Trump's in charge, but he shouldn't take it for granted

Photo by Bob Daemmrich

Ted Cruz's suspension of his presidential campaign in early May changed the dynamics of the Texas GOP convention held in Dallas two weeks later. While the vast majority of delegates to the state convention remained Cruz supporters, there was a notable shift in attitude toward presumptive presidential nominee Donald Trump.

When Cruz still remained in the race as an active candidate, Cruz forces in Texas were poised to make sure that all of the Texas delegates to the upcoming Republican national convention in Cleveland were Cruz loyalists, even though Trump was entitled to nearly one-third of the delegates under convention rules. While Trump delegates from Texas would have been obligated to vote for Trump on the first two ballots, they would be free to vote however they chose to on any disputes that arose at the national convention relating to the platform, rules or credentials. Had Cruz stayed in the race, the Texas delegates for Trump effectively would have been "Trump in name only."

That didn't happen. Once it became clear that Cruz no longer was actively running for president, the mood shifted at the Dallas GOP convention. The delegate selection process for the national convention followed a more typical pattern of picking statewide elected officials, party regulars and grassroots activists to represent the Texas GOP in Cleveland. While the majority of delegates remain Cruz supporters — and some of those delegates remain part of the "never Trump" movement — the vast majority of the delegates seem ready to move on from that fight and do what is necessary to defeat Hillary Clinton, the presumptive Democratic nominee, in November.

That effort to unite the party was particularly helped by the convention speech of Lt. Gov. Dan Patrick, who encouraged the delegates to get behind Trump. The Trump campaign also made a shrewd decision to bring Sen. Jeff Sessions from Alabama as a surrogate speaker. Sessions, who is very popular with Texas conservatives, gave a substantive speech that was well received by those delegates still in attendance on the last day of the convention.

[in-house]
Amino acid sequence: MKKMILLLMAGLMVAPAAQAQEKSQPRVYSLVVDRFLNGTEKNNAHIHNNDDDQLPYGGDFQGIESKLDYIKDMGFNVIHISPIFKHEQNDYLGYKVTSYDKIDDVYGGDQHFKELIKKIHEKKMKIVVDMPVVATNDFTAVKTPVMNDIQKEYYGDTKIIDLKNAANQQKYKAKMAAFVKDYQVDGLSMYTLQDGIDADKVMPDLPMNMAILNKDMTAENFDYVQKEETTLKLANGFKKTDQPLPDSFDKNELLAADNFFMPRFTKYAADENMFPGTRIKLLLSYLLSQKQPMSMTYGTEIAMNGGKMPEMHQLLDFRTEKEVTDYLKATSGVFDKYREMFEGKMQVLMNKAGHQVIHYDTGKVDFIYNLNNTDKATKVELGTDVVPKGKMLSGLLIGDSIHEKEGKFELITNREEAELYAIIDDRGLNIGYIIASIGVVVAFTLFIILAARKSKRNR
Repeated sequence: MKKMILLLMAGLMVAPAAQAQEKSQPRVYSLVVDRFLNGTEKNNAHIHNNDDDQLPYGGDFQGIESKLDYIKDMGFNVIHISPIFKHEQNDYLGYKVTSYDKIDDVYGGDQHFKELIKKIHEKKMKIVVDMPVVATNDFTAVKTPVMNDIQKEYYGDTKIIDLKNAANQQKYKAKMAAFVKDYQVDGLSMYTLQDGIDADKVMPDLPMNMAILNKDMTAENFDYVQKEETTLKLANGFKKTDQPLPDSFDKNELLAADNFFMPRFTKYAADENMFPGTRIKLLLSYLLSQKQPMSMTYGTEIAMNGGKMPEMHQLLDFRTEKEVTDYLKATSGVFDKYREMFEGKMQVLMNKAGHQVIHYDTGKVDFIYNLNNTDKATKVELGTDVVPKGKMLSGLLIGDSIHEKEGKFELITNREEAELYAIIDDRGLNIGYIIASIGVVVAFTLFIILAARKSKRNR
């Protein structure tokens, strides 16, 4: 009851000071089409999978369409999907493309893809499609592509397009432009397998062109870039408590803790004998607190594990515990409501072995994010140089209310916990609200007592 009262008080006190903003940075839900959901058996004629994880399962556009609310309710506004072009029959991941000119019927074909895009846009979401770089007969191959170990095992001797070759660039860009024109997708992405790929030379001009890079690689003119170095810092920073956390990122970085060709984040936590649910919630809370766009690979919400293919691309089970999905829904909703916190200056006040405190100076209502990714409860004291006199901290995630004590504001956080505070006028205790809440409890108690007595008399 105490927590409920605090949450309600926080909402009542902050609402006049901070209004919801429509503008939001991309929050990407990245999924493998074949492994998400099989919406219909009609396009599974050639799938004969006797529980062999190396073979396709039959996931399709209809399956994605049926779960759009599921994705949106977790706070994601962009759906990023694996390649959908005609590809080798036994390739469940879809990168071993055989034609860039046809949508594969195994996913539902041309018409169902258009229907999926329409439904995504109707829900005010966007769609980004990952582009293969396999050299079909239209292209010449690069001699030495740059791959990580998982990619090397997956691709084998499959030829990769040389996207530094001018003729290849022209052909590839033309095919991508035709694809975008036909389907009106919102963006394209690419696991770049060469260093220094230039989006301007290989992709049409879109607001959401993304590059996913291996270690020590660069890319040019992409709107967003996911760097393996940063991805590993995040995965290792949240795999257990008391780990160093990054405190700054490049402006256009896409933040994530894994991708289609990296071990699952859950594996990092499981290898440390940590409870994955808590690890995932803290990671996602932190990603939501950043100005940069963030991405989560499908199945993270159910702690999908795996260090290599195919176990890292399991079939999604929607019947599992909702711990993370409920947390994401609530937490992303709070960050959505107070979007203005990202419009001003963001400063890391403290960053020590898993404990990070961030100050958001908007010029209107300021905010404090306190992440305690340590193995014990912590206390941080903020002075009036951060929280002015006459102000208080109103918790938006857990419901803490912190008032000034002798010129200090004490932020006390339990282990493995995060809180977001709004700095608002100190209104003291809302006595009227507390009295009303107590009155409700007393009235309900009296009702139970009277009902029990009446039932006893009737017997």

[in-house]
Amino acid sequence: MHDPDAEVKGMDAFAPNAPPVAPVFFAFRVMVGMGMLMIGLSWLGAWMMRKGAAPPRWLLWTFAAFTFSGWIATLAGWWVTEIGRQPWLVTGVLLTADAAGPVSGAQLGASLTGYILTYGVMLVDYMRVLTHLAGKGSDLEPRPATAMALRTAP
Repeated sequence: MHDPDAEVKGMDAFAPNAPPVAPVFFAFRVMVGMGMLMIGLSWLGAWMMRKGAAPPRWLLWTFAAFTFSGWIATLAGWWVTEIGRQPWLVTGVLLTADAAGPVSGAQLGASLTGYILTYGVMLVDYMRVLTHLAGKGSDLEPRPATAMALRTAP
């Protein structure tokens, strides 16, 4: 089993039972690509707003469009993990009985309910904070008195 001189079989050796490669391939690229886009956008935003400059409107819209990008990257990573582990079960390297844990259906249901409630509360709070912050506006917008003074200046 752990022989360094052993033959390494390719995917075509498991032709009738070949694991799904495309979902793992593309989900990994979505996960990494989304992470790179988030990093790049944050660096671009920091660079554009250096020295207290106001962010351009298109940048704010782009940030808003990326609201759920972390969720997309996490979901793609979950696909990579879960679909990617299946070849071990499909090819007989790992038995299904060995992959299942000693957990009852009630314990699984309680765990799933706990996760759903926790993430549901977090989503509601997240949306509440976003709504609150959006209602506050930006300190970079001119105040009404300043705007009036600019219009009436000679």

The Trump campaign followed up a few days later by releasing a list of prospective Trump nominees to the U.S. Supreme Court, which was viewed favorably by conservatives. That list of respected jurists included Texas Supreme Court Justice Don Willett, a close ally of Gov. Greg Abbott. Shortly thereafter, Abbott — who had not mentioned Trump's name in his speech at the Texas GOP convention — encouraged his fellow Republicans to support Trump as well.

Barring the unforeseen, it appears that most of the Texas delegation will unite in support of Trump at the National Convention in Cleveland. But this has been a year of huge surprises on the national political front, and lightning still can strike. Cruz has yet to endorse Trump for president, and I would not be surprised if that stance doesn't prevail right up until the eve of the July convention. Even though Trump already has won a majority of delegates to ensure a first-ballot victory, the Cruz organization has been very effective in getting its supporters selected as national delegates.

The Trump campaign would be well advised not to take anything for granted, nor propose any major changes in the rules or platform at the convention that might give his opponents an opening at the last minute to push for a contested convention.

Tom Pauken

Former Texas Workforce Commission Chairman